In 1890 the higher part of the gully was leveled. It was called the ‘Cricket Ground’ and used. It continues to be used for many leisure activities, including informal games, for picnics and from time to time for concerts and cinema performances. Below the land slopes steeply to the next leveled area, the rotunda lawn. Between the two areas there are plantations of pines which extend around the rotunda lawn. This is where the first plantings took place in the park and where there were attempts to find the most useful trees and shrubs. In the plantation there is the Fountain. Unlike many city parks in Australia King Edward Park has very few monuments. In 1879 the fountain was first, in 1879, placed in Scott Street outside Newcastle Railway station, partly because it was one of the few places in Newcastle with reticulated water. It was described as having drinking troughs for dogs, cattle and horses. It is an imposing monument, more than two metres high and one metre across with several basins and drinking spouts. Its origins are unknown. After reconstruction it was moved to its present site in the Reserve in 1888. It has unfortunately been the object a number of incidents of vandalism. From the fountain area a number of paths radiate, up to Reserve Road, several to The Terrace and up the hill to York Road. The paths reflect the design philosophies of Alfred Sharp. Below the fountain is the curve of York Road‘ which runs around the western end of Rotunda Lawn, curves around the central prominence then around the western end of the southern gully up to the exit gates at the top of The Terrace.
The Rotunda Lawn
The Rotunda lawn, which was constructed in the 1890s, is the main ceremonial area on the park. It is a level area of lawn surrounded by steep banks in which now large trees, mostly pines and a few figs have grown to a very large size. In the centre is the Rotunda, “a classic example of a late Victorian structure with its finely moulded iron roof and cast iron lace, placed in an English garden setting”. It was built in 1898 and was used for brass band concerts. Rotundas and brass bands have a particular significance for Newcastle, NSW, because in the second half of the 19th century it had a large British born population. British custom came to Newcastle, in the naming of many suburbs, in culture and recreation and in the creation of brass bands and the building of rotundas. Brass bands were a creation of early Victorian Britain. In that period brass musical instruments were becoming affordable for members of the working class who were beginning to experience leisure from work. They could afford and were free to perform their music. Brass bands flourished, specifically in the coal-mining areas of the Midlands. Rotundas were built for public performances and competitions were held between the many bands formed. Apart from their leisure bands were seen a socially desirable. The tradition came to Newcastle: Plans for a rotunda in the Upper Reserve featured in a number of park plans, including those of Alfred Sharp.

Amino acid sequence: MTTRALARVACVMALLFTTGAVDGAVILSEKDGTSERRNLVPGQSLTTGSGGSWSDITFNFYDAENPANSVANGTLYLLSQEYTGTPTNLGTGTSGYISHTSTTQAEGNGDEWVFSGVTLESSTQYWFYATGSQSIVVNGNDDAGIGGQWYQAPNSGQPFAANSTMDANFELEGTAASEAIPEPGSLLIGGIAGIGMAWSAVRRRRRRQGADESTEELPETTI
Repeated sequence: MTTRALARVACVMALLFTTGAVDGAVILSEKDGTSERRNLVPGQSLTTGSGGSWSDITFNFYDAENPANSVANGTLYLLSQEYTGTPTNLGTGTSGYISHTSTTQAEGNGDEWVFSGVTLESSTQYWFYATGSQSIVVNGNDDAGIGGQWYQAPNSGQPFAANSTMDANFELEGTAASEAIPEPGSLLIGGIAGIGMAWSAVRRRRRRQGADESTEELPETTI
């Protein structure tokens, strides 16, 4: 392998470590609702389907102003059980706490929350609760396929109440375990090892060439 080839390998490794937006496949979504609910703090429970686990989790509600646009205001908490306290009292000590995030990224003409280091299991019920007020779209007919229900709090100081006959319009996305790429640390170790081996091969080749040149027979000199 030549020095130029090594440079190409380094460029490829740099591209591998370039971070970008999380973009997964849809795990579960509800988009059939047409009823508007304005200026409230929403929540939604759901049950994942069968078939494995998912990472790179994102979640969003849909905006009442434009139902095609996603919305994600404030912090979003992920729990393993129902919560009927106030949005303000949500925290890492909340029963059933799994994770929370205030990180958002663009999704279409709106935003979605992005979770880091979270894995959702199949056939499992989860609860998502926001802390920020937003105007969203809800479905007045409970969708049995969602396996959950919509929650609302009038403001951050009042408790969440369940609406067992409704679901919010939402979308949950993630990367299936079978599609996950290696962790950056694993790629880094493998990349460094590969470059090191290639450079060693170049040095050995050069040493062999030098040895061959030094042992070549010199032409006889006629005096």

Until the opening of Civic Park in 1937, Newcastle held its main civic occasions, the festivals, the welcoming of visiting dignitaries, Anzac Day ceremonies and other celebrations on and around the Rotunda lawn. Perhaps the most momentous event occurred in 1911 to mark the coronation of George V. After a day of street marches 20,000 people gathered in King Edward Park to sing the national anthem and other patriotic songs. Today the lawn used for play, for picnics and for weddings.